Biometrics deployments to facilitate airport passenger checks gain traction in US, India
Systems to automate and expedite checks for passengers at airports with biometrics are finding more space as the travel industry continues to regain its boom. This is the case in the United States where the Customs and Border Protection (CBP) service has announced an enhanced biometrics-based passenger check method at two airport locations in Dallas and Houston for Global Entry members. A similar system has also been introduced for some gates at the Tampa International Airport in Florida after many months of trial. Meanwhile, air transport ICT specialist SITA has launched solutions to help governments develop their digital visa ecosystems to facilitate travel, as discussions for the implementation of a contactless passenger management system at India airports dubbed ‘Digi Yatra’ continue with the first phase launch just weeks away.
CBP face biometrics passenger kiosks at Dallas, Houston airports
Since July 26, all Global Entry passengers travelling through the Dallas/Fort Worth International Airport (DFW) or Bush Intercontinental Airport (IAH) in Houston, Texas, have been subjected to accelerated checks using face biometric kiosks installed by the U.S. Customs and Border Protection (CBP).
Global Entry is a CBP program that allows expedited clearance with biometrics for pre-approved, low-risk travelers upon arrival in the United States.
According to CBP, the process avoids the use of paper receipts, reduces the number of physical touch points and will further secure and streamline travel for Global Entry travelers while protecting their privacy and enhancing the customer experience.
The new paperless biometric kiosks use facial comparison and mobile officer technology by confirming traveler identity and making an admissibility decision without producing a receipt.
“We’re very pleased to have both DFW and IAH Airports come on board to enhance our Global Entry Arrival process,” says Judson W. Murdock II, CBP director of Field Operations, Houston. “This enhancement will allow us to streamline the arrival process for Global Entry members by continuing to reduce the time in the arrivals line for thousands of eligible travelers entering the United States.”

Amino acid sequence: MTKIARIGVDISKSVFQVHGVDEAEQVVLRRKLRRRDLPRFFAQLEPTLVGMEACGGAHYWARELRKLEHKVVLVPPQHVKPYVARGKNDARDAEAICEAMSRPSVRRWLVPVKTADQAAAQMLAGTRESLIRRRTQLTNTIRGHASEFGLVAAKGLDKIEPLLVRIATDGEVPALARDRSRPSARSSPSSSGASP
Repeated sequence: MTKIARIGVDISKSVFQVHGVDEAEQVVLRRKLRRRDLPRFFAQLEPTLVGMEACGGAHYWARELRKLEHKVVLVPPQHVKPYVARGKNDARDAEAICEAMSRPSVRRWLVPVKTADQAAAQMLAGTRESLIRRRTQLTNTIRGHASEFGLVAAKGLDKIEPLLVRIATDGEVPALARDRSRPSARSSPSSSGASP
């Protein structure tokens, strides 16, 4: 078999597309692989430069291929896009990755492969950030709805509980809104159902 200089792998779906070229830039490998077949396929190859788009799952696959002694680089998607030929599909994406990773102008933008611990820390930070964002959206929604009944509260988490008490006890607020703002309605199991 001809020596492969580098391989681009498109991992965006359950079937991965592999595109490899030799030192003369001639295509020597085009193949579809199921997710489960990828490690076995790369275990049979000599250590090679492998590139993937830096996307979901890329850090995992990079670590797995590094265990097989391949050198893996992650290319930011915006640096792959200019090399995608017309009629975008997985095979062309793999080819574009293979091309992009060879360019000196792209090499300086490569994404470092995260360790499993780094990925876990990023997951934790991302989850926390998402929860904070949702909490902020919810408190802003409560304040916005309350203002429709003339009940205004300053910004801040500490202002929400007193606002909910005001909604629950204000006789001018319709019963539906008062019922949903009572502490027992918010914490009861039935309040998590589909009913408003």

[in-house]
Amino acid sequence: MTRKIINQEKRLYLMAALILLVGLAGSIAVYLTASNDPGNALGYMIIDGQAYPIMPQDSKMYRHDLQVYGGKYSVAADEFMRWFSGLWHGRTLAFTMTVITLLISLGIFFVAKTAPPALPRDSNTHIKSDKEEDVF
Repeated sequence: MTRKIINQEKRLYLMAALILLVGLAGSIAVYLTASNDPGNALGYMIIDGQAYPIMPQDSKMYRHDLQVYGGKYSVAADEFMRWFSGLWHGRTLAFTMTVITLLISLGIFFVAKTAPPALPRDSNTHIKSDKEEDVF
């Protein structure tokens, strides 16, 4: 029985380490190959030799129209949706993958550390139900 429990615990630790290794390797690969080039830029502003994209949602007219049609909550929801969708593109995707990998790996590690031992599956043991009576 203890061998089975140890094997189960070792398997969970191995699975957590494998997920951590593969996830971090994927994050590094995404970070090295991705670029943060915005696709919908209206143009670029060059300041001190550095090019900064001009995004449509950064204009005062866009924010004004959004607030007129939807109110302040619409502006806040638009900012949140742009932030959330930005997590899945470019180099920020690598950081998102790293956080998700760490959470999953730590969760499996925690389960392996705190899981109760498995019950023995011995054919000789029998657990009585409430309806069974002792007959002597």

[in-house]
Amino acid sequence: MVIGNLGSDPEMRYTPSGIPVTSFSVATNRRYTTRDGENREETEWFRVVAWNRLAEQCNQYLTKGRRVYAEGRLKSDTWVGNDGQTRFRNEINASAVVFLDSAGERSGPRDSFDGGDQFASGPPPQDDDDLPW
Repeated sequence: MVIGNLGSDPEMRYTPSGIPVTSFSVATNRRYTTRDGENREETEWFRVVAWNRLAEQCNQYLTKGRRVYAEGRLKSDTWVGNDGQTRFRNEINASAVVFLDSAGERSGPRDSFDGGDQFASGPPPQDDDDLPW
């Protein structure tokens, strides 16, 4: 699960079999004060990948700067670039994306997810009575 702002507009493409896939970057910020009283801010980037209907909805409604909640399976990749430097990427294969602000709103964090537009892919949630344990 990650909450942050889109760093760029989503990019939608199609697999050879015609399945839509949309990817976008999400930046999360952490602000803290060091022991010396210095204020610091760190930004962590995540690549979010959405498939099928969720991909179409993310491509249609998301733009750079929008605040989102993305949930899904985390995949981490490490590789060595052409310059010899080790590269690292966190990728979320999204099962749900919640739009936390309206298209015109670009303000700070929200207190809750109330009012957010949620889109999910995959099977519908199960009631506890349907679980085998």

Biometric screening now available at Tampa Int’l airport departure gates
It is now possible for departing passengers at the Tampa International Airport to go through biometric screening, as part of the airport’s objectives of improving efficiency, safety and convenience during the boarding process.
Already, eight biometric scanners have been installed at departure gates of international airlines at the airport, and many other scanners are said to be underway, according to a blog article on the airport’s website.
The boarding process is quick and convenient, the airport officials say, with boarding for 130 passengers being able to be completed in eleven minutes, as opposed to between 30 and 40 minutes for manual methods.
“By 2024, U.S. Customs and Border Protection (CBP) has mandated that all U.S. international flights use biometric scanners,” TPA IT Analyst David Golden says. “The ones we’ve been implementing at TPA will replace, in many cases, the traditional boarding pass scanners.”
Golden said many airlines are working with the airport to implement the process, promising that in the next years, passengers travelling through the airport will be able to check a bag, use the shuttles, pass through TSA and board a flight, without needing a paper boarding pass.
SITA rolls out digital visa system to encourage travel
SITA has unveiled digital visa and electronic travel authorization systems dubbed the SITA eVisa and SITA Electronic Travel Authorization (ETA), to help governments meet the growing demand for digital travel solutions.
The objective is also to strengthen security and improve travel experience for travelers, reduce administrative burden, and increase visitor flows thereby promoting spending that benefits local economies and creates employment, states a SITA news release.
The SITA eVisa and ETA are designed with ICAO’s Visible Digital Seal (DVS) which guarantees enhanced security and fraud prevention.
The launch of the latest SITA solutions reflects the organization’s willingness over the past 25 years in deploying border management solutions, such as the ETA system used during the 2000 Summer Olympics in Australia, to support cross-border mobility while safeguarding borders.
“Adopting eVisa and ETA supports national prosperity. We’ve productized our proven and robust travel authorization systems to benefit more nations around the world as they shift to digitalize and future-proof their borders. The solutions help countries to cope with growing passenger volumes, improve security and efficiency, and deliver a more seamless travel experience that travelers demand, removing the complexities of applying for traditional visas,” says Jeremy Springall, head of SITA at borders.
SITA airport solutions have been deployed in more than 70 countries.
Consultations continue on India’s ‘Digi Yatra’ as first phase launch nears
A meeting of the Consultative Committee of India’s Ministry of Civil Aviation was held recently, with committee members making suggestions on how to carry on with the ‘Digi Yatra’ project, the government has announced.
Digi Yatra is a government plan to introduce contactless and seamless methods for passenger management across airports in the country using facial recognition technology.
Revised guidelines of the project have been approved, as the first phase of the project is due to be launched at the Varanasi and Bengaluru airports on August 15, 2022.
The rollout will continue in five other airports from next year.